Never before had I asked a student to cite an emoticon. In traditional classroom instruction, it is unlikely that this would have come up at all. However, in an asynchronous course, you never know where an online threaded discussion on citation formats will lead. As library educators, we have the opportunity to have an impact on a student's chances for success in locating and managing information. We must draw upon the students' familiarity with new technologies and teach them how to effectively articulate their information need, identify appropriate resources, evaluate what has been retrieved, and redirect their continued searching. The challenge that confronts us is compounded by the fact that many students enter the library only through a virtual door. In recognition of the shifting paradigm involving information and new technologies, Purdue University's Electrical Engineering Technology (EET) program asked the Purdue Libraries to develop a credit course that would teach the students how to effectively locate, evaluate, and present information. The course, Information Strategies, has been a required course in EET was designed and taught by the libraries' faculty since 1993. It has subsequently been adapted to other disciplines, as well. As evolution of new technologies continued, course instructors proposed the development of an asynchronous version of this course to the Indiana Higher Education Telecommunications System (IHETS). The development grant was awarded and the first Web-based version of this course was offered Spring 1999. The purpose of the IHETS course development grant was to "enhance and convert [the Information Strategies course] to a digital format, which will allow asynchronous statewide access." In July 1998, the investigators, Professors Sheila Curl, Leslie Reynolds, Brent Mai, and Alexius Smith, began adapting the traditional course for delivery over the Internet.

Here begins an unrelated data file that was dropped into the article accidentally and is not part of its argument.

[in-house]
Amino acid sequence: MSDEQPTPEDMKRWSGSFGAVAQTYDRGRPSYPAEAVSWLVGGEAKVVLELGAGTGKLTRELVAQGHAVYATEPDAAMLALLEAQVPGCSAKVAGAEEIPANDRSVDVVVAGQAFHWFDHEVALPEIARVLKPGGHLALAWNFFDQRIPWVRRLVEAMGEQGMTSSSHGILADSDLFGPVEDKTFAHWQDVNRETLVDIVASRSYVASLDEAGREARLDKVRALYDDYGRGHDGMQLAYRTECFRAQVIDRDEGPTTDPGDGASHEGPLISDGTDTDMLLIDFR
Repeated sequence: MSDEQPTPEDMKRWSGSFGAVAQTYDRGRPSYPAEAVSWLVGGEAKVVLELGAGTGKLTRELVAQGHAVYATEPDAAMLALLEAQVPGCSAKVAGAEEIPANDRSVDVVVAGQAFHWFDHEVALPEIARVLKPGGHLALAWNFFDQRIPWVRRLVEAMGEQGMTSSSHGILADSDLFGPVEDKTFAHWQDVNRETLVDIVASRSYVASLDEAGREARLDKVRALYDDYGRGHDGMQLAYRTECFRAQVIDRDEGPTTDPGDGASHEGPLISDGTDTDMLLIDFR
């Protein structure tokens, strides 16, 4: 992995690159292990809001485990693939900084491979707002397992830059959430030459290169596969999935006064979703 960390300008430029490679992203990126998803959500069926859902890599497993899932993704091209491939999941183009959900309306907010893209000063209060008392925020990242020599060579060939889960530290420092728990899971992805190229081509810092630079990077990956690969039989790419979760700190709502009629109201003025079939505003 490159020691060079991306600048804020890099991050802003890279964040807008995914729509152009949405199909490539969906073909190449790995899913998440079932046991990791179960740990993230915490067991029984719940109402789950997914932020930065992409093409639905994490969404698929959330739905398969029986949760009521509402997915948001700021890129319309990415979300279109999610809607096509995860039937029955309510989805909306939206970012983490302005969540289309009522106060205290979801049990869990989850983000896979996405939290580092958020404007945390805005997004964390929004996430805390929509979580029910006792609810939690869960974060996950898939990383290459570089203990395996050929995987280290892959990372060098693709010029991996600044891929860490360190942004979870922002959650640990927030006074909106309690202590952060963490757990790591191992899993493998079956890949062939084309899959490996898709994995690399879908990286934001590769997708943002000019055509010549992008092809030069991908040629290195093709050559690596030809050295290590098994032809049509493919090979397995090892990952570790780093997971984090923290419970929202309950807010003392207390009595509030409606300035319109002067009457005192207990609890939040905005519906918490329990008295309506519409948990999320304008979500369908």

College & Research Libraries News
Curl, Sheila R.; Reynolds, Leslie J.; Mai, Brent A.; and Macklin, A.E.S., "Reality check: Asynchronous instruction works!" (2000). DiMenna-Nyselius Library Publications. 3.
Curl, S. R., Reynolds, L. J., Mai, B., & Macklin, A. E. S. (2000). Reality check: Asynchronous instruction works!. College & research libraries news, 61(7), 586-588.